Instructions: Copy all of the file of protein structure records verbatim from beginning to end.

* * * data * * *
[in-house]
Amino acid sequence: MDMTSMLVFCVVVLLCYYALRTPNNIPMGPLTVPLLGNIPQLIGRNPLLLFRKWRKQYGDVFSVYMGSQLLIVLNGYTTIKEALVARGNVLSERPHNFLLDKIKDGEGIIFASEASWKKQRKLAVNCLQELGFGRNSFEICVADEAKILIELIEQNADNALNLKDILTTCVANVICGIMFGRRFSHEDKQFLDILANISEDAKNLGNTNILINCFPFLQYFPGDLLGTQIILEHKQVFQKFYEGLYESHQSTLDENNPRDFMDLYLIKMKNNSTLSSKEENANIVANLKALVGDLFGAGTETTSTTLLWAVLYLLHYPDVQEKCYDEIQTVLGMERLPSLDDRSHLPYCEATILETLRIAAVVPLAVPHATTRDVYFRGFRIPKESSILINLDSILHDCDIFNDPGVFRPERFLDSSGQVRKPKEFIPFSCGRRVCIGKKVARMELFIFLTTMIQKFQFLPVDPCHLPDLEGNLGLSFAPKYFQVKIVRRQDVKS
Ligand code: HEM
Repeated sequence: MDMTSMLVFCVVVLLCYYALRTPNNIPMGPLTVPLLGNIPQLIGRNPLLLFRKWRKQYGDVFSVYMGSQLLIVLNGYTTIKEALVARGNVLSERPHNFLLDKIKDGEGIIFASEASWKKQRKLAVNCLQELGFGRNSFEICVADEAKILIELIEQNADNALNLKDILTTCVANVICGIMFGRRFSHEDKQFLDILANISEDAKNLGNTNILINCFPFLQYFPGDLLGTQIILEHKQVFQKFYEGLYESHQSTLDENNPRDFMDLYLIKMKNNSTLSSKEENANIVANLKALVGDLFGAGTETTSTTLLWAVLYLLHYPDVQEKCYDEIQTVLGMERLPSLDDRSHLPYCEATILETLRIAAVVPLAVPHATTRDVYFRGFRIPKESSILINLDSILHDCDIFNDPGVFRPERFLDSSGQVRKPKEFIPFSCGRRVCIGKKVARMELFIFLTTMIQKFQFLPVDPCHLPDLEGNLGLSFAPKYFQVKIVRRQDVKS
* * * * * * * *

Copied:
[in-house]
Amino acid sequence: MDMTSMLVFCVVVLLCYYALRTPNNIPMGPLTVPLLGNIPQLIGRNPLLLFRKWRKQYGDVFSVYMGSQLLIVLNGYTTIKEALVARGNVLSERPHNFLLDKIKDGEGIIFASEASWKKQRKLAVNCLQELGFGRNSFEICVADEAKILIELIEQNADNALNLKDILTTCVANVICGIMFGRRFSHEDKQFLDILANISEDAKNLGNTNILINCFPFLQYFPGDLLGTQIILEHKQVFQKFYEGLYESHQSTLDENNPRDFMDLYLIKMKNNSTLSSKEENANIVANLKALVGDLFGAGTETTSTTLLWAVLYLLHYPDVQEKCYDEIQTVLGMERLPSLDDRSHLPYCEATILETLRIAAVVPLAVPHATTRDVYFRGFRIPKESSILINLDSILHDCDIFNDPGVFRPERFLDSSGQVRKPKEFIPFSCGRRVCIGKKVARMELFIFLTTMIQKFQFLPVDPCHLPDLEGNLGLSFAPKYFQVKIVRRQDVKS
Ligand code: HEM
Repeated sequence: MDMTSMLVFCVVVLLCYYALRTPNNIPMGPLTVPLLGNIPQLIGRNPLLLFRKWRKQYGDVFSVYMGSQLLIVLNGYTTIKEALVARGNVLSERPHNFLLDKIKDGEGIIFASEASWKKQRKLAVNCLQELGFGRNSFEICVADEAKILIELIEQNADNALNLKDILTTCVANVICGIMFGRRFSHEDKQFLDILANISEDAKNLGNTNILINCFPFLQYFPGDLLGTQIILEHKQVFQKFYEGLYESHQSTLDENNPRDFMDLYLIKMKNNSTLSSKEENANIVANLKALVGDLFGAGTETTSTTLLWAVLYLLHYPDVQEKCYDEIQTVLGMERLPSLDDRSHLPYCEATILETLRIAAVVPLAVPHATTRDVYFRGFRIPKESSILINLDSILHDCDIFNDPGVFRPERFLDSSGQVRKPKEFIPFSCGRRVCIGKKVARMELFIFLTTMIQKFQFLPVDPCHLPDLEGNLGLSFAPKYFQVKIVRRQDVKS